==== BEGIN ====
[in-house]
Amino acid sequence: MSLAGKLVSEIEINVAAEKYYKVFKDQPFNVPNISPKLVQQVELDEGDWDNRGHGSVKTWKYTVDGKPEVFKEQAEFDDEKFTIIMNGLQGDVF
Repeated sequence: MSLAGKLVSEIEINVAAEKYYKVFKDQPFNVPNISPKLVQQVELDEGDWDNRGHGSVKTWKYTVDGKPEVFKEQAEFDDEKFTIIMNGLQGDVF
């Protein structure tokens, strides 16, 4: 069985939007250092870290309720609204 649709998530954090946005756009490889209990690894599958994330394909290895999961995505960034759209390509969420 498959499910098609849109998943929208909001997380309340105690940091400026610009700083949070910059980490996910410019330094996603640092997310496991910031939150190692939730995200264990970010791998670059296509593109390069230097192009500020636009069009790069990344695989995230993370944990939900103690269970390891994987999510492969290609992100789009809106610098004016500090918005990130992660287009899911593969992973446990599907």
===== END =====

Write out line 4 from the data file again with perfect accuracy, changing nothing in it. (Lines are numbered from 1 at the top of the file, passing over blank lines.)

């Protein structure tokens, strides 16, 4: 069985939007250092870290309720609204 649709998530954090946005756009490889209990690894599958994330394909290895999961995505960034759209390509969420 498959499910098609849109998943929208909001997380309340105690940091400026610009700083949070910059980490996910410019330094996603640092997310496991910031939150190692939730995200264990970010791998670059296509593109390069230097192009500020636009069009790069990344695989995230993370944990939900103690269970390891994987999510492969290609992100789009809106610098004016500090918005990130992660287009899911593969992973446990599907």